Macon – Bibb County – Time to visit more great antebellum homes in Macon, including a couple that are always open to the public for tours! This week we will see more white columns, a mansion that could not be given away, find out about a secret room, and a house hit by a cannonball. If you missed last week’s houses, you can see them here:
The Cowles-Bond House below has many stories. Over the years, this hilltop home has been home to several prominent families, served as a private school for nearly 20 years, was owned by Mercer University, then the city of Macon, then Mercer again…
The house has a commanding view of the surrounding area, and was seized when Macon was occupied in 1865. Henrietta Bond, a widow, was told her house was being seized. She advised she was putting her valuables in the dining room closet, and expected them to be there when she returned! According to the family, her valuables were still there.
This Macon antebellum mansion could not even be given away!
During the 20th century, the last owners tried to give the house away – but no takers, imagine the upkeep on this mansion. In 1960, it became Stratford Academy, a private school. In 1978, Mercer acquired it and deed it to the City of Macon. In a nutshell the city couldn’t afford the restoration of this mansion and gave it back to Mercer. The Woodruff Foundation stepped in and it was restored to its former glory.
The Judge Asa Holt built this house in 1853, and it’s better known as the Cannonball House. Best of all, it is a house museum. You can check out their site here. I got a SENIOR DISCOUNT when I toured the house (hey, it saved me $2 so I am good with it!). It is well worth a tour if you are in Macon. Now how did it get its name? A cannonball was fired in 1864 and ricocheted off the second column, through the front parlor – and landed in the hallway. It never exploded!
Entry hall of Cannonball House – that is one huge mirror, nearly to the top of the 12 foot ceilings. The 1850 Weber Square grand piano was donated by the Old Governor’s Mansion in Milledgeville. The last family descendent made an apartment upstairs, and the downstairs was used for functions. She stayed in her upstairs apartment, and would lower a key to the house in a wicker basket for people to come in!
One of the parlors in the house below gives you an idea of how grand this home is.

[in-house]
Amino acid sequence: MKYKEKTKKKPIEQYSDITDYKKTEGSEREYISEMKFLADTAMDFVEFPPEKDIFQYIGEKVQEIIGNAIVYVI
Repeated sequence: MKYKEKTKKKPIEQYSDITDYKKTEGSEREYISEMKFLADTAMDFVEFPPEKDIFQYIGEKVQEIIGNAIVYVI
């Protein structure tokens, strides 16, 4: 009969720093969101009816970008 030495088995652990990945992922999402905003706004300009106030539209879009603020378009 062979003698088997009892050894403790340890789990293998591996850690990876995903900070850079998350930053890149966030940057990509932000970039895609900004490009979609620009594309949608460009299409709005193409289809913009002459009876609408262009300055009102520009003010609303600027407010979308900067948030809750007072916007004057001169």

The mansion below was known for many decades as “Bonnybrae”, and it has many names associated with it over the years. Prominent architect Neel Reid created a huge addition to the home, including a ballroom with 20 ft high arched ceilings. Over the years it was converted to apartments, served as a clinic, and then back to a single family home. It was sold to a family from North Macon and they are in the midst of the massive renovation of this showplace! Can’t wait to see this when it is finished.
Macon’s “Bonnybrae” has 18 columns, 22 fireplaces, and 32 rooms
Neel Reid lived in this home during the years he lived in Macon. This house was built for Dr. Richard Randolph, one of the pioneers of Macon (remember, Macon was established in 1821). Inside this home are double pocket doors that open up to a total of 12 feet wide. This hilltop beauty was built for entertaining!
The North-Tinsley house below did not want to be photographed – but even from what we can see, this is one beautiful Mississippi Delta-Style home. Neel Reid did renovations to this house as well. I would love to see this one inside, with its 14 foot ceilings.
Now this antebellum home, built between 1855-1859 has been called the palace of the south. I took this picture a while back when I toured the house. Operated by the Georgia Trust for Historic Preservation, it is open for tours. You can find all the details here. They offer a behind the scenes tour, and you get to see every bit of this mansion – all the way to the very top! Secret room here? There is an alcove on the landing of the stairs that opens to a hidden linen closet. Many stories about this room, gold being hidden here, etc. If you get a chance, it really is a great tour.
The original owner of the Beall-Jordan-Dunlap house wouldn’t recognize it today. Originally built in the Italianate style, it was renovated in the early 1900s to the current trend of Classic Revival. The 18 columns were added at that time. There are 15 fireplaces in this mansion. I couldn’t figure out why there weren’t windows on the right side of the house? Turns out there is a huge staircase against that wall inside. Over the years this house became a boarding house, tea room, then a restaurant, then restored….lots of changes to this home!
Often times people think of antebellum homes and picture Greek Revival homes with white columns. There were many of those, but also the Italianate style was becoming popular during this time as well – the arched windows and porches on this 1860 home are trademark Italianate style. And – the Allman Brothers first album cover was photographed here.
Finally we are looking at Sylvan Lodge. built around 1841. This home, like one we looked at last week, originally faced Vineville Avenue. With a new street in the early 1900s running alongside the house, the owner wanted the house to face it…but you can’t just pick up and move a brick and stucco home. The Small-Napier mansion across the street was turned to face the street. Here they created the front entrance on what had been the side of the house. The columns are said to have been moved from the original front of the house.
Thanks so much for taking this trip to see a few more antebellum homes in Macon. I really appreciate you reading the blog!